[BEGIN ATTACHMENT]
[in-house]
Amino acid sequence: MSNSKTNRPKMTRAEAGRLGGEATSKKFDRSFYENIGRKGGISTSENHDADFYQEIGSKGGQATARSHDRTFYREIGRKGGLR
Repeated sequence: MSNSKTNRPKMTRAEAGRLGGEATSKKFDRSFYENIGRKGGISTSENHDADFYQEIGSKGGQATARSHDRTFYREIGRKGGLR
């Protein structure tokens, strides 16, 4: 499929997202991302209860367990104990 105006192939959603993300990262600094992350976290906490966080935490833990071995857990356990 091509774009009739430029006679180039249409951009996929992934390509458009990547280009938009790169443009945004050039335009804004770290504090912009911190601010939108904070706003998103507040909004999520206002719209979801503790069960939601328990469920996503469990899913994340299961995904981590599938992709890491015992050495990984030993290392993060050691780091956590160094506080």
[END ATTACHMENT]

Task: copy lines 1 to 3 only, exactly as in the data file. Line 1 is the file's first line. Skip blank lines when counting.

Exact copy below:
[in-house]
Amino acid sequence: MSNSKTNRPKMTRAEAGRLGGEATSKKFDRSFYENIGRKGGISTSENHDADFYQEIGSKGGQATARSHDRTFYREIGRKGGLR
Repeated sequence: MSNSKTNRPKMTRAEAGRLGGEATSKKFDRSFYENIGRKGGISTSENHDADFYQEIGSKGGQATARSHDRTFYREIGRKGGLR